I hope this Nope movie review can help you decide what to see at your local theater this weekend. If a trip to a sci-fi/horror monster movie is in your wheelhouse, you are definitely in luck.
As a person with a love/hate relationship with “horror” movies, I went into Nope hoping it would be more thriller or monster-movie-esque than straight up terror-inducing. I thoroughly and completely adore movies like Jaws, Jurassic Park, Independence Day, and even Twister. Not entirely horror movies, but movies with edge, a little extra tension to keep things interesting. Okay, and maybe a scare or two. The first trailer for Nope definitely gave me those vibes. However, there was just enough of that special Jordan Peele flair to make me wonder if I was about to cross my personal horror threshold in preparation for this Nope movie review.
I’m perpetually intrigued by Jordan Peele’s style of filmmaking, even without having seen Us (only because the trailers and advertisements totally freaked me out, crossing over into “I’m gonna need confirmation from a trusted source that I can handle this movie” territory). The trailer for Get Out had me believing it was straight up horror, and, while the subject matter was indeed truly terrifying, it was not the filmmaking that made it so, in turn making it incredibly watchable in its scariness. And now Nope has entered the scene. At first glance it reads more like a sci-fi thriller than a horror movie, so I was more on board than ever before. And I’m so glad I didn’t chicken out.
Nope is a nuanced, incredibly realistic depiction of two siblings going to battle against an enemy they know next to nothing about. If it had been a bear, a cougar, a zombie horse, or anything else, this movie could have been formulaic, but a couple of humans and their friends doing their best to defend their homestead against an enemy whose temperament and abilities are completely unfamiliar, that I can get behind. This was a totally new way to look at an alien movie. We’ve all seen Independence Day, and even Mars Attacks or War of the Worlds, and experienced the massive scale invasion kind of UFO story. I was drawn in by the idea that Nope was about this family, in this canyon, with this one unknown enemy lurking out of sight. It’s a whole new take in this sci-fi/horror genre mashup.
And that’s not even touching on the thematic elements involved. If you’ve seen Nope, you’ll know that there is a very prevalent chimpanzee, whose story comes into play at very interesting times. It’s hard not to see the parallel of the chimp and the extraterrestrial, but the human response is more important here. This is where I have to take a second out of this Nope movie review to talk about Steven Yeun’s character.
While not one of the central characters, his is pivotal to understanding the ideas of exploitation and spectacle clearly being examined here. Ricky “Jupe” Park had a traumatic event occur as a young actor, and it left its mark on his psyche. But rather than shying away from the limelight, as some might expect, he takes on the pressure of creating a spectacle for guests at his carnival to be amazed by. And, clearly, he’s tried other acts and things in the past, but once he discovered what was lurking at the Haywood estate, he knew he had his most spectacular exhibition ever.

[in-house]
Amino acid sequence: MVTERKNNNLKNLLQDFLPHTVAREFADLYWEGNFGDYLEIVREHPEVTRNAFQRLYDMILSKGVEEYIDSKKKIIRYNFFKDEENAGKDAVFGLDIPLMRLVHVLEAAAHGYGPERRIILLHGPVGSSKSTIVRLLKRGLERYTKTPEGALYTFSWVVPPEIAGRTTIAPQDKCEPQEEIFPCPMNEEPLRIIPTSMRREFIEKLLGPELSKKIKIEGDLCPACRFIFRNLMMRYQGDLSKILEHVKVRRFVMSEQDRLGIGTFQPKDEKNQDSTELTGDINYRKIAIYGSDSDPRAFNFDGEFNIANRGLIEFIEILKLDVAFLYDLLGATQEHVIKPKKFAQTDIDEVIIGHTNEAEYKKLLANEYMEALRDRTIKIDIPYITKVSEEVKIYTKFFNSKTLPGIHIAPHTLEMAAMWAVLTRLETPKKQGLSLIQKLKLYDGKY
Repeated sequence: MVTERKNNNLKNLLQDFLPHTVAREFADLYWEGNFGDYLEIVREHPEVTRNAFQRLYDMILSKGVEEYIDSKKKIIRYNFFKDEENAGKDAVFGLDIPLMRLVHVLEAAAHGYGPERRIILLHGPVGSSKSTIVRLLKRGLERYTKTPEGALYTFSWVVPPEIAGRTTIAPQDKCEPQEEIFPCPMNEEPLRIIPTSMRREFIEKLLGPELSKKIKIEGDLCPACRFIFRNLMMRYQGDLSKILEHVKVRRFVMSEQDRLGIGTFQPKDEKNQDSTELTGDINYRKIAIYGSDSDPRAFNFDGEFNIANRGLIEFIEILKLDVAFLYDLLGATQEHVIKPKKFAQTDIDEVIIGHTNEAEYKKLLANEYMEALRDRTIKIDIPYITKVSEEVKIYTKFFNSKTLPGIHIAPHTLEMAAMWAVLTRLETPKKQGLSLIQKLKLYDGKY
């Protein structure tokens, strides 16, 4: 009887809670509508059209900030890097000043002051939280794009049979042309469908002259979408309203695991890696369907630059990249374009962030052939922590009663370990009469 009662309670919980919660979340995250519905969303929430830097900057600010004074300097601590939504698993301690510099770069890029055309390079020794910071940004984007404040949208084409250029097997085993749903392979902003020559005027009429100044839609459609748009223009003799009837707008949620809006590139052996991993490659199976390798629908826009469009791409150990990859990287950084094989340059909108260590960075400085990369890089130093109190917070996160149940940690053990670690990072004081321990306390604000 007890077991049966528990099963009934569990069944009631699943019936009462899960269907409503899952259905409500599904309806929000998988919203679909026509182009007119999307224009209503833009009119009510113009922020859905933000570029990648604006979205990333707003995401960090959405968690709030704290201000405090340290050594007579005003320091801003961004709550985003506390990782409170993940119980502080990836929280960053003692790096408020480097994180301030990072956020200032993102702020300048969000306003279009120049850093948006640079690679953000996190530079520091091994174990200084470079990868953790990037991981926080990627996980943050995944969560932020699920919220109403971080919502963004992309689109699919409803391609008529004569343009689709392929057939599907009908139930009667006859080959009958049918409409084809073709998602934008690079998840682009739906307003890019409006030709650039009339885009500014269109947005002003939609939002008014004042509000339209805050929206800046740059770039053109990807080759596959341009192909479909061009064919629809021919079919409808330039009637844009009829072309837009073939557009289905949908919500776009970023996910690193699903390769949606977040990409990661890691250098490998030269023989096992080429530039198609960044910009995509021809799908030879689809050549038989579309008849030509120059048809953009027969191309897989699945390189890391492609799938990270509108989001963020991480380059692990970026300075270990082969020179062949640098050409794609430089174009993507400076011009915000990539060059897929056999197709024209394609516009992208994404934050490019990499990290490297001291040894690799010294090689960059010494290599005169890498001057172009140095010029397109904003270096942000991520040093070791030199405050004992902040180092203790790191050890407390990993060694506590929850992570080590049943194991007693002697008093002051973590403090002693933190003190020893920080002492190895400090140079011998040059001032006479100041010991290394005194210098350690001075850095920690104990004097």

I won’t spoil what happens next, but looking at the experiment conducted by his character in Nope, we see that humans have a long history of exploiting creatures we consider to be lesser than. Animals and beings that we believe we can control are fodder for performances to further our own personal agendas.
I am also fond of the secondary idea presented in Nope, that one person’s spectacle is another’s downfall. While Ricky was concocting the perfect act for his center ring, the Haywoods were defending their family’s legacy from annihilation. I couldn’t help but recognize the power in the idea that while one person only sees their actions and consequences as affecting them, there is a whole separate set of consequences landing on people who had no control, interest, or part in the actual villainy. Far too often in the world, people forget to take into consideration what harm their actions could do to people they will never know. While Ricky was well aware of the Haywood farm, he didn’t consider for a second that his show could affect the lives of anyone else.
This Nope movie review could not come to a close without talking about the film’s stars. Both Keke Palmer and Daniel Kaluuya are incredible in their roles. From the beginning of the film to the end, the sibling bond is more than apparent between these two. The bickering, the love, and the protective instincts are all textbook brother/sister qualities, but Palmer and Kaluuya find a way to make the Haywood siblings’ bond absolutely unique. Both are incredibly skilled and powerful actors, so seeing them together on screen made for a fantastic fictional journey into family dynamics with an alien in your backyard.
And while I wouldn’t call them the film’s stars, Nope just would not have been the entertaining horror romp that it was without Brandon Perea and Michael Wincott. The part they play in the closing act (and Perea even before that) helps this Peele film to set itself apart from any alien movie I’ve seen before.
So, if you are in the market for an original, interesting film that has so much more to discuss than whether aliens are good or bad, Nope is definitely the movie you want to see this weekend. And I hope this Nope movie review more than warrants a trip to the theater. Seeing this on the big screen is worth every penny, allowing the setting and its tormentor’s scale to fully set the terms for how this alien/human interaction will go.
Nope is in theaters now. Check your local listings for showtimes.